April 22, 2016 at 3:13 pm EDT | by Michael K. Lavers
Cuba reverses controversial immigration policy

The Cuban government on April 22, 2016, announced that those who were born on the Communist island will be allowed to travel there by sea. (Washington Blade photo by Michael K. Lavers)

The Cuban government on April 22, 2016, announced that those who were born on the Communist island will be allowed to travel there by sea. (Washington Blade photo by Michael K. Lavers)

The Cuban government announced on Friday that it will allow those who were born on the Communist island to travel there by sea.

Granma, the official newspaper of the Cuban Communist Party, published a statement in which the Cuban government said it will “authorize the entry and exit of Cuban citizens, regardless of their immigration status, as passengers and crew on” merchant and cruise ships.

The statement notes the new regulation will take effect on April 26. It also says that Cuban nationals still need to obtain “the necessary visa” in order to visit the country.

The announcement comes nine days before the Adonia, a 704-passenger cruise ship that Carnival Corp.’s Fathom brand operates, is scheduled to depart Miami for a week-long trip to Cuba. The Adonia — which will dock in Havana and the cities of Cienfuegos and Santiago de Cuba — will be the first cruise ship to sail from the U.S. to the Communist island in more than 50 years.

The Cuban government had previously banned anyone who was born on the Communist island from traveling there by sea.

A lawyer filed lawsuits earlier this month on behalf of four Cuban Americans who claim they suffered discrimination because Carnival prohibited them from booking the Cuba cruise. Carnival CEO Arnold Donald said earlier this week that his company would postpone trips to Cuba if the country’s government did not change the policy towards Cuban nationals.

“We made history a few weeks ago and we’re making history again today of being a part of it,” Donald told reporters on Friday during a Miami press conference as WPLG, a South Florida television station, reported. “Most importantly, we are a part of a positive future and that’s what we’re most proud of.”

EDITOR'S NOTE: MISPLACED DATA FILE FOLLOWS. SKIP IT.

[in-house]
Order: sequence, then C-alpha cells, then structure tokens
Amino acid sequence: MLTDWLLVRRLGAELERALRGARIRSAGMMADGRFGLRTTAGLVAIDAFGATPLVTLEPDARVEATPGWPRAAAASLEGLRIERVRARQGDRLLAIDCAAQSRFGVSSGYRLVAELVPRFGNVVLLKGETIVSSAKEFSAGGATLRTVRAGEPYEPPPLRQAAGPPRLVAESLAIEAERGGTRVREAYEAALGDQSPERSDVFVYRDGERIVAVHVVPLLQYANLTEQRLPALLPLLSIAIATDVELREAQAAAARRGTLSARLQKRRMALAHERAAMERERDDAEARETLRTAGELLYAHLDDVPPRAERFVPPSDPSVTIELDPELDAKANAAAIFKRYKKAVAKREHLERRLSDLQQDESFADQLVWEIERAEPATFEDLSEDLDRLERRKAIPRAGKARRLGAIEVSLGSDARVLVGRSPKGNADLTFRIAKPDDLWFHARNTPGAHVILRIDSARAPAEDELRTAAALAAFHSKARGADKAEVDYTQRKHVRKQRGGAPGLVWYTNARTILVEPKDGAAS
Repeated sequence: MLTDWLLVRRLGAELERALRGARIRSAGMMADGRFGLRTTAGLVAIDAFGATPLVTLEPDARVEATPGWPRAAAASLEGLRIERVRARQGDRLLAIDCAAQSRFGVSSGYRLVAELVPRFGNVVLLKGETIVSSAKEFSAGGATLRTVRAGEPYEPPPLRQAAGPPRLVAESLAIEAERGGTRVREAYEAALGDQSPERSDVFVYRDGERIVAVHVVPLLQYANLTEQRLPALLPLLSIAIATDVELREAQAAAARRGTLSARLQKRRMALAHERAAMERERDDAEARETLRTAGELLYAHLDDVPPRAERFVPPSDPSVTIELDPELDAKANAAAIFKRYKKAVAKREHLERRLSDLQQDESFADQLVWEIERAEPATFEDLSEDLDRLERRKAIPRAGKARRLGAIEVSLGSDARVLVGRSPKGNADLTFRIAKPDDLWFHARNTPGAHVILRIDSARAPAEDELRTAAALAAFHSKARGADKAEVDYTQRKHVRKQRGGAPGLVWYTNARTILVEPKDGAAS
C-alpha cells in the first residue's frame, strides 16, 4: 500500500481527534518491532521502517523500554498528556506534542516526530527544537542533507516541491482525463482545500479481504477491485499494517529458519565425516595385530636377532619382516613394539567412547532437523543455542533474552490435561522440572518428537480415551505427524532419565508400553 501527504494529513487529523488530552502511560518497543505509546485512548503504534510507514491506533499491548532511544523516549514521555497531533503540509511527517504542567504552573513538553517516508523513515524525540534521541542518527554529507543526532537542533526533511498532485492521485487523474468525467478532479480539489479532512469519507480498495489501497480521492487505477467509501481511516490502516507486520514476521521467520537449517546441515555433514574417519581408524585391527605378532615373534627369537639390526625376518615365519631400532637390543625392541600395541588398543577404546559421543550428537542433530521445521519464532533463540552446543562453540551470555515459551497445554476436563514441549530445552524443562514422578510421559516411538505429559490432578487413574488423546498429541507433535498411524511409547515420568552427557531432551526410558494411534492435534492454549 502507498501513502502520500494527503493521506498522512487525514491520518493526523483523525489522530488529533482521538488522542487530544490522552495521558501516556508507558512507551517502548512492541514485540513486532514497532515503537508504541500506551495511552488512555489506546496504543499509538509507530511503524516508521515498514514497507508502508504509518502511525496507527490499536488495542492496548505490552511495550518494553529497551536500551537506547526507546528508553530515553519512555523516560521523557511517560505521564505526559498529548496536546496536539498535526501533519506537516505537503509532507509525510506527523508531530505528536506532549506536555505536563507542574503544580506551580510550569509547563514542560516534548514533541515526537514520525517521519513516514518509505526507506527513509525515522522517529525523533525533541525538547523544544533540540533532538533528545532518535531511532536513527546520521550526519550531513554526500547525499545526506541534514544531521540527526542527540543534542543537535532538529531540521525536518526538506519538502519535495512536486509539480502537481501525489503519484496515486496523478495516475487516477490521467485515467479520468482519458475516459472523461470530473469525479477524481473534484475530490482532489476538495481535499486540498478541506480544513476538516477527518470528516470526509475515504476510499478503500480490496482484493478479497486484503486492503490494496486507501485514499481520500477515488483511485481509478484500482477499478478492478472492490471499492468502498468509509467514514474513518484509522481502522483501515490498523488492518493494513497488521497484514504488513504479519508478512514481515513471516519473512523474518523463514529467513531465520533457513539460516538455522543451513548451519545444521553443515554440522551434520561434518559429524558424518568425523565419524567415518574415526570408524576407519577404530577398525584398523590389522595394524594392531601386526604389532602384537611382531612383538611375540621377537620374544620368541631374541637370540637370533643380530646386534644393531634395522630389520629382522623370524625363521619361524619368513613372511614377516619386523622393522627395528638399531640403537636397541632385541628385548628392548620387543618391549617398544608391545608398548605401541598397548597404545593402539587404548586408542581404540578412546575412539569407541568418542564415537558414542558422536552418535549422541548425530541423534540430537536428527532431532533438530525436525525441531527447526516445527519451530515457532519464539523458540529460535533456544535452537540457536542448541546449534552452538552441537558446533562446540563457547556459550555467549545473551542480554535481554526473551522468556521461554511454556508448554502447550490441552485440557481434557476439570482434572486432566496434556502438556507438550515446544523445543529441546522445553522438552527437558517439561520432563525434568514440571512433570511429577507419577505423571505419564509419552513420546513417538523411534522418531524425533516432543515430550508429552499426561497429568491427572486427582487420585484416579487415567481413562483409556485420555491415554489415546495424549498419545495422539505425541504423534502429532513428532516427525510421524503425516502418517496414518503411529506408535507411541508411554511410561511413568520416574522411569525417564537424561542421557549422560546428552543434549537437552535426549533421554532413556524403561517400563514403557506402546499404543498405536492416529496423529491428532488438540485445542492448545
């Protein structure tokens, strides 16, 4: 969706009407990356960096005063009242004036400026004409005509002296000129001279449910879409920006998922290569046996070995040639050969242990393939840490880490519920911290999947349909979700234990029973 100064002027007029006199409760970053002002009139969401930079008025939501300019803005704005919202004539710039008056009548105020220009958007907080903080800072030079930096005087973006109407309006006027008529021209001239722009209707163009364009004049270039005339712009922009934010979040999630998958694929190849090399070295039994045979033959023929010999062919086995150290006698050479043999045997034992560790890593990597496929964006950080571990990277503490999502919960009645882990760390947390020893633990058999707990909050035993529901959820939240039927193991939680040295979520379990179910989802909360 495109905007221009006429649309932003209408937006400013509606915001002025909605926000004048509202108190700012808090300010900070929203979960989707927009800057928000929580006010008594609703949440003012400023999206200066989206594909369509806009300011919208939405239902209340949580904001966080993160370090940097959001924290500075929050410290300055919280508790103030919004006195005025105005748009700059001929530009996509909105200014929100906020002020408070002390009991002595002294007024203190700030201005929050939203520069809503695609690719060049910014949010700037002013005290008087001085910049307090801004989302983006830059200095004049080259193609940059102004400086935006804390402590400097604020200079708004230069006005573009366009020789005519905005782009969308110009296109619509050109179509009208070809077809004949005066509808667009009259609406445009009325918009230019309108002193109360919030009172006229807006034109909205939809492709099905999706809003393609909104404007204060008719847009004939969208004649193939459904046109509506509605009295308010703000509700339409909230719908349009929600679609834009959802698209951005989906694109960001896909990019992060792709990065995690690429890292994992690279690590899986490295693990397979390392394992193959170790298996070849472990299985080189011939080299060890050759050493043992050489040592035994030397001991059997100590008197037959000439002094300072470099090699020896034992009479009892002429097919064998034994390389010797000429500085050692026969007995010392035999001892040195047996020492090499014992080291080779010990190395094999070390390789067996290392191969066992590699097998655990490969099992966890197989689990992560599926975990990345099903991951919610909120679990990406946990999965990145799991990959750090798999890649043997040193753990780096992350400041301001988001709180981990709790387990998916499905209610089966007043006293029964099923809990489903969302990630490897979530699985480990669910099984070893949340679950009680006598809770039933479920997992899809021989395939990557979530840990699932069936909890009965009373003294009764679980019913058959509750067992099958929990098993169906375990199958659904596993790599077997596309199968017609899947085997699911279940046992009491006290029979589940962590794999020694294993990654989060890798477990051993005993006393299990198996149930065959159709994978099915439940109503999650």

Brand g Vacations, a Minneapolis-based company that caters to LGBT travelers, organized a cruise around Cuba in February 2015. The Florida-based Al and Chuck Travel, which also caters to LGBT travelers, has organized three cruises to the island so far this year.

“I would be in favor of having those restrictions lifted,” Jeff Gundvaldson, co-owner of Brand g Vacations, told the Washington Blade earlier this week during a telephone interview.

U.S. embargo against Cuba remains in place

President Obama announced in late 2014 the U.S. would restore diplomatic relations with Cuba that ended in 1961.

Cuba and the U.S. reopened their respective embassies in Washington and Havana last summer. Obama last month became the first U.S. president to travel to Cuba since Calvin Coolidge in 1928.

Supporters of Mariela Castro, the daughter of Cuban President Raúl Castro who directs Cuba’s National Center for Sexual Education, have credited her with championing LGBT rights on the Communist island.

Cristal, a transgender woman from Havana who is a member of the Trans Network of Cuba, which is affiliated with the country's National Center for Sexual Education, holds a Pride flag in Las Tunas, Cuba, on May 16, 2015, during the commemorations of the International Day Against Homophobia and Transphobia. (Washington Blade photo by Michael K. Lavers)

Cristal, a transgender woman from Havana who is a member of the Trans Network of Cuba, which is affiliated with the country’s National Center for Sexual Education, holds a Pride flag in Las Tunas, Cuba, on May 16, 2015, during the commemorations of the International Day Against Homophobia and Transphobia. (Washington Blade photo by Michael K. Lavers)

Independent Cuban LGBT rights advocates and other critics of the Castro government maintain that the country’s human rights record has not improved since the U.S. and Cuba normalized relations. The U.S. embargo that prohibits Americans from traveling to the Communist island without permission also remains in place.

“It will be important to advance in the agreement and implementation of bilateral cooperation mechanisms in these areas to prevent and respond to terrorist actions against Cuba, which gave rise to the regulation stipulating that Cuban citizens residing abroad could only enter our country by air, in order to prevent the use of vessels to carry out such acts, of which Cuba has been the victim on numerous occasions since the triumph of the Revolution in 1959,” reads the Cuban government’s statement on Granma’s website.

“The continued ban on U.S. citizens freely traveling to Cuba contrasts with these measures adopted by Cuba,” it adds.

Michael K. Lavers is the international news editor of the Washington Blade. Follow Michael

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